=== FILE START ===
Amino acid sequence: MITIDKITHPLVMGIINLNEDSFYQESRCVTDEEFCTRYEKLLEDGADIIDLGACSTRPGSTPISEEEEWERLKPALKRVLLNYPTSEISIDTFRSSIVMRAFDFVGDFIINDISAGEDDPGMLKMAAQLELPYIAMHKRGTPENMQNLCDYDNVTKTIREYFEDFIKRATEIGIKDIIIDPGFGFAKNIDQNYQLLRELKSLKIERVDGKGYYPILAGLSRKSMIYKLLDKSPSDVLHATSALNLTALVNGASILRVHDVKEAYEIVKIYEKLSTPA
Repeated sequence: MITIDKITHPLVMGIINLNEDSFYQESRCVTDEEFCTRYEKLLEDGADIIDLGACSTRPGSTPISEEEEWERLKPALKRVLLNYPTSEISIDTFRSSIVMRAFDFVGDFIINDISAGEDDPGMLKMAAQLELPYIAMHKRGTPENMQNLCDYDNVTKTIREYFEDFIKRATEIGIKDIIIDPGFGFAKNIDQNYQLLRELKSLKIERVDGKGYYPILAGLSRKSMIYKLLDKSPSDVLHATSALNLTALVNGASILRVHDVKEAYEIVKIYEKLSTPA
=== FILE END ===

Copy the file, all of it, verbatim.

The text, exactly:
Amino acid sequence: MITIDKITHPLVMGIINLNEDSFYQESRCVTDEEFCTRYEKLLEDGADIIDLGACSTRPGSTPISEEEEWERLKPALKRVLLNYPTSEISIDTFRSSIVMRAFDFVGDFIINDISAGEDDPGMLKMAAQLELPYIAMHKRGTPENMQNLCDYDNVTKTIREYFEDFIKRATEIGIKDIIIDPGFGFAKNIDQNYQLLRELKSLKIERVDGKGYYPILAGLSRKSMIYKLLDKSPSDVLHATSALNLTALVNGASILRVHDVKEAYEIVKIYEKLSTPA
Repeated sequence: MITIDKITHPLVMGIINLNEDSFYQESRCVTDEEFCTRYEKLLEDGADIIDLGACSTRPGSTPISEEEEWERLKPALKRVLLNYPTSEISIDTFRSSIVMRAFDFVGDFIINDISAGEDDPGMLKMAAQLELPYIAMHKRGTPENMQNLCDYDNVTKTIREYFEDFIKRATEIGIKDIIIDPGFGFAKNIDQNYQLLRELKSLKIERVDGKGYYPILAGLSRKSMIYKLLDKSPSDVLHATSALNLTALVNGASILRVHDVKEAYEIVKIYEKLSTPA